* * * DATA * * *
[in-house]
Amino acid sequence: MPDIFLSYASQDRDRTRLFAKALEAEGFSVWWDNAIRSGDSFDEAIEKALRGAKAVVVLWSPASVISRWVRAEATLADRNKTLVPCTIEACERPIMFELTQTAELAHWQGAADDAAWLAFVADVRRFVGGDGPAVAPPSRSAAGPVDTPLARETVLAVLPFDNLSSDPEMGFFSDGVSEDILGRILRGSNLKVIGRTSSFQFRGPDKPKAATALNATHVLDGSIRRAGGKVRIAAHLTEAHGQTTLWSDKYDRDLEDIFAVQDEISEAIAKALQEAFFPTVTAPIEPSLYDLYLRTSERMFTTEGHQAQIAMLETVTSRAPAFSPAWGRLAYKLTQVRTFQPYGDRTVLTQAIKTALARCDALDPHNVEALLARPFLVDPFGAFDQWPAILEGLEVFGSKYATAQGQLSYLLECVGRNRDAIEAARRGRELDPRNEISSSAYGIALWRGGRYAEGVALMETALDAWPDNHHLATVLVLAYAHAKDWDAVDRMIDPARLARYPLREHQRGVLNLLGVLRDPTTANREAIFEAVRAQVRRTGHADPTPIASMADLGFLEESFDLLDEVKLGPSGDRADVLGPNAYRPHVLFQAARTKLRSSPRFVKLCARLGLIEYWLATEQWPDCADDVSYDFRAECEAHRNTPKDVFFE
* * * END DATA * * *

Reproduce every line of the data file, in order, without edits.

[in-house]
Amino acid sequence: MPDIFLSYASQDRDRTRLFAKALEAEGFSVWWDNAIRSGDSFDEAIEKALRGAKAVVVLWSPASVISRWVRAEATLADRNKTLVPCTIEACERPIMFELTQTAELAHWQGAADDAAWLAFVADVRRFVGGDGPAVAPPSRSAAGPVDTPLARETVLAVLPFDNLSSDPEMGFFSDGVSEDILGRILRGSNLKVIGRTSSFQFRGPDKPKAATALNATHVLDGSIRRAGGKVRIAAHLTEAHGQTTLWSDKYDRDLEDIFAVQDEISEAIAKALQEAFFPTVTAPIEPSLYDLYLRTSERMFTTEGHQAQIAMLETVTSRAPAFSPAWGRLAYKLTQVRTFQPYGDRTVLTQAIKTALARCDALDPHNVEALLARPFLVDPFGAFDQWPAILEGLEVFGSKYATAQGQLSYLLECVGRNRDAIEAARRGRELDPRNEISSSAYGIALWRGGRYAEGVALMETALDAWPDNHHLATVLVLAYAHAKDWDAVDRMIDPARLARYPLREHQRGVLNLLGVLRDPTTANREAIFEAVRAQVRRTGHADPTPIASMADLGFLEESFDLLDEVKLGPSGDRADVLGPNAYRPHVLFQAARTKLRSSPRFVKLCARLGLIEYWLATEQWPDCADDVSYDFRAECEAHRNTPKDVFFE